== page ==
Graphical explanation of the power consumption for identical pump speeds
Graphical explanation of the power consumption for identical pump speeds

And the Swedish dredge on 7 km of pipeline? It turned out, it was not a technical problem. They had no hurry. The contractor was hired per week on an open contract…

Auger dredge 'Detritus'
Auger dredge ‘Detritus’

References

  1. Welcome to Skanska, Skanska
  2. Södra Bergundasjön, Wikipedia (Swedish)
  3. Damen booster station, Damen

See also

A Virtual Tour Through The Dredging Experience In Damen Nieuws

Head line of the virtual tour through the Damen Dredging Experience in Damen Nieuws

One of the things I like about my work is to tell people about it and explain all the delicate details of dredging in a fashion that everybody should be able to comprehend the complexity of moving sand. I am very fortunate to work at Damen as they gave me my own museum to care for: The Damen Dredging Experience1. I’ve discussed several of the exhibits in the Experience on this website already2. Since our last appearance in the internal Damen Nieuws magazine3, the intriguing science of dredging caught the attention of the editorial board. And what better way to share our knowledge on dredging than reporting about it in our Damen Nieuws.

Here on my own website, I already introduced ‘the Experience’ about two years ago, intending to cover the various exhibits regularly. Alas, reality not always behaves as planned. There were so many other interesting items to share, or current CEDA events, or urgent requests from the service department. Well, this publication is a good incentive to continue my coverage of the Damen Dredging Experience.

First exhibit in the entrance hall: a real size DOP pump
First exhibit in the entrance hall: a real size DOP pump (Credit: Judith Korver)

One part of the experience, that does not lend itself for a very detailed explanation is the entrance to the building and the journey to the fourth floor where the experience is located. Immediately after entering the building, you may be overwhelmed by the DOP pump suspended from the ceiling. DOP pumps by themselves are not very large. But, when they are displayed out of place like inside a building, they are still formidable machines. Visitors can be introduced to the general composition of our dredging equipment with this DOP pump: it is basically a small scale dredging machine. It has a suction mouth, a dredge pump and a construction to keep everything together. Same follows for a CSD or even a hopper dredge.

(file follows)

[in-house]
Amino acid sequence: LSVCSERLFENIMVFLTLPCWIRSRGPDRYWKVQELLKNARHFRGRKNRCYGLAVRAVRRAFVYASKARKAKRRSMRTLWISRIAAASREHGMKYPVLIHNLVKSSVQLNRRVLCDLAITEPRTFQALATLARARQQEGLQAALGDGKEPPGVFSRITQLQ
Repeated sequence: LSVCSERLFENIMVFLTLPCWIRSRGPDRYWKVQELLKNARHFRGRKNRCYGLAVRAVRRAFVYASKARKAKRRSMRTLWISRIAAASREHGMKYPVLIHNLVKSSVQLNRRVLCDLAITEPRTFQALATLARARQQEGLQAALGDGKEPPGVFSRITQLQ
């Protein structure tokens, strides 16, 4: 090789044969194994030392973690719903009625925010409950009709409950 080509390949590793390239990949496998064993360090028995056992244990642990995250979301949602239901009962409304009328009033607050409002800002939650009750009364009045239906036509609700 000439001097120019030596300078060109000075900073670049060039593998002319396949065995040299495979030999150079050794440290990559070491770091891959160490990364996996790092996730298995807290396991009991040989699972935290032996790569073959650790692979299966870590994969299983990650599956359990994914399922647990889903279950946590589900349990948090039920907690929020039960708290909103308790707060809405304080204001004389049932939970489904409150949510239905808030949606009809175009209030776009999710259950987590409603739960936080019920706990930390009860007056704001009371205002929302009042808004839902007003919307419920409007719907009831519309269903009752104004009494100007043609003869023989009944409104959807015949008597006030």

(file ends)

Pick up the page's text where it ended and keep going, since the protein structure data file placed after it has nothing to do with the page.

Pictures about the history of The Netherlands and dredging used in the wall illustrations
Pictures about the history of The Netherlands and dredging used in the wall illustrations

Next are four floors with murals depicting topics from the dredging industry. First floor is covering the history of dredging in the Netherlands. How we always had to battle the sea to keep our land dry and tame the rivers for infrastructure. This long history made The Netherlands an excellent breeding ground for knowledge on dredging. The blooming industry is backed up by centers of excellence as the TU Delft, Marin and Deltares. With each of which we as Damen have cooperated to develop our products.

Pictures about the historical relation between Damen and dredging on the second floor
Pictures about the historical relation between Damen and dredging on the second floor